More than three million people are held in pre-trial detention and other forms of remand imprisonment worldwide
- There are considerable differences between the continents and between individual countries in trends in pre-trial/remand levels since 2000.
- Numbers of pre-trial detainees have grown rapidly in the Americas, Asia and Oceania – far outstripping general population growth in these three continents.
- Since about the year 2000, the number of people in pre-trial/remand imprisonment has grown by more than 30%; 5% higher than the growth in the world’s general population since that time.
(London, UK, April 2nd 2020): Well over three million people are held in pre-trial detention and other forms of remand imprisonment throughout the world, according to the latest edition of the World Pre-trial/Remand Imprisonment List (WPTRIL), published today by the Institute for Crime & Justice Policy Research at Birkbeck, University of London.
The List is available here
Prisoners in pre-trial detention or remand (‘pre-trial detainees’) are those who, in connection with an alleged offence or offences, are deprived of liberty following a judicial or other legal process but have not been definitively sentenced. More than 2.9 million pre-trial detainees are held in 217 countries. Taking account of the more than 200,000 such prisoners believed to be held in China, detainees omitted from national totals in some countries because they are held in police facilities at the pre-court stage, and those held in the other eight countries on which official information is not available, the overall total will be well over three million.
The total number of pre-trial detainees worldwide includes more than 482,000 in the United States, 323,000 in India, 253,000 in Brazil, 141,000 in the Philippines, 100,000 in Turkey, 96,000 in Russia, 79,000 in Mexico, 71,000 in Bangladesh, 64,000 in Indonesia and 60,000 in Thailand. In about half of all countries in Africa and southern Asia, more than 40% of the prison population are pre-trial detainees. The countries with the highest proportion of the total prison population in pre-trial/remand imprisonment, excluding two countries with very small national populations, are: Libya (90%), Bangladesh (81%), Gabon (80%), Paraguay (77%), Benin (76%), Haiti and the Philippines (both 75%).
Catherine Heard, Director of the World Prison Research Programme at the Institute for Crime & Justice Policy Research, commented:
“All over the world pre-trial detainees are being held for months or years in prison, waiting for their cases to reach trial or final sentence. The needless use of pre-trial imprisonment carries huge social and human costs, not least the public health risks presented by today’s atrocious levels of prison overcrowding in much of the world. There are cheaper, less restrictive ways of ensuring that people turn up to court. Governments serious about safety and justice must now prioritize their use.”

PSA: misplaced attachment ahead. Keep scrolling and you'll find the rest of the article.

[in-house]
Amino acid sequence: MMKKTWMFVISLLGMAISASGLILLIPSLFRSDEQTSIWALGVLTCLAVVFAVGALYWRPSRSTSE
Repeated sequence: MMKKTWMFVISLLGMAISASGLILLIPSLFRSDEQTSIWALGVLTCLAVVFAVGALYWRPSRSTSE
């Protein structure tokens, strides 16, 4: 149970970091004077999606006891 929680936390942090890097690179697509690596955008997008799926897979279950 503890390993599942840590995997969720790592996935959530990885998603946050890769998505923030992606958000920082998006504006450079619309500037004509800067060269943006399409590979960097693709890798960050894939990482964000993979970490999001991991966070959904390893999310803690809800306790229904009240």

There are considerable differences between the continents and between individual countries in trends in pre-trial/remand levels since 2000:
- The African total has fallen by 3%, mainly due to the very large number of pre-trial detainees in Rwanda in 2000, following the genocide of 1994, and the subsequent fall in numbers as the cases were resolved. If the Rwanda figures are omitted the African total has risen by 27%.
- The total in the Americas has increased by over 60%, with numbers more than doubling in El Salvador, Guatemala, Brazil, Ecuador, Paraguay, Peru, Uruguay, Venezuela and some smaller countries.
- The total in Asia has increased by 72%, with numbers rising particularly dramatically in Cambodia, trebling in Indonesia, Israel and Jordan and doubling in Malaysia and the Philippines. By contrast the number of pre-trial detainees has fallen by 68% in Kazakhstan.
- The total in Europe has fallen by 28%, mainly due to the substantial fall in the Russian Federation (58%) and large falls also in the Baltic states and in the Czech Republic, Moldova, Poland and Romania. If the Russian figures are omitted, the European total is similar to the total in about 2000.
- The total in the countries of Oceania has increased by 225%, due to the more than trebling of the numbers in pre-trial/remand imprisonment in both Australia and New Zealand.
In short, numbers of pre-trial detainees have grown rapidly in the Americas, Asia and Oceania – far outstripping general population growth in these three continents. By contrast, Africa (excluding Rwanda) has seen a rise in the pre-trial/remand population which is less than half that of the growth in the general population.
Since about the year 2000, the number of people in pre-trial/remand imprisonment has grown by more than 30%. This is 5% higher than the growth in the world’s general population since that time. The substantial falls since about 2000 in the pre-trial detainee numbers in Rwanda and the Russian Federation have had a large effect on the change in the global pre-trial detention population. If these countries are omitted from the calculation, the pre-trial/remand imprisonment total in the rest of the world has grown by 49%.
Roy Walmsley, compiler of the World Prison Population List, said:
“It is of great concern that there are now well over three million people held in pre-trial/remand imprisonment throughout the world. It is particularly noticeable that pre-trial detainees constitute so high a proportion of the prison population in much of Africa and southern Asia. Also striking is the growth since 2000 in numbers of pre-trial detainees in the Americas, some south eastern Asia countries and Australia and New Zealand. Policy-makers worldwide should do more to ensure that pre-trial/remand imprisonment is used as an absolute last resort.”
 Bhutan, Cuba, Equatorial Guinea, Eritrea, Maldives, North Korea, Northern Mariana Is. and Somalia.
 San Marino (83%) and Liechtenstein (75%).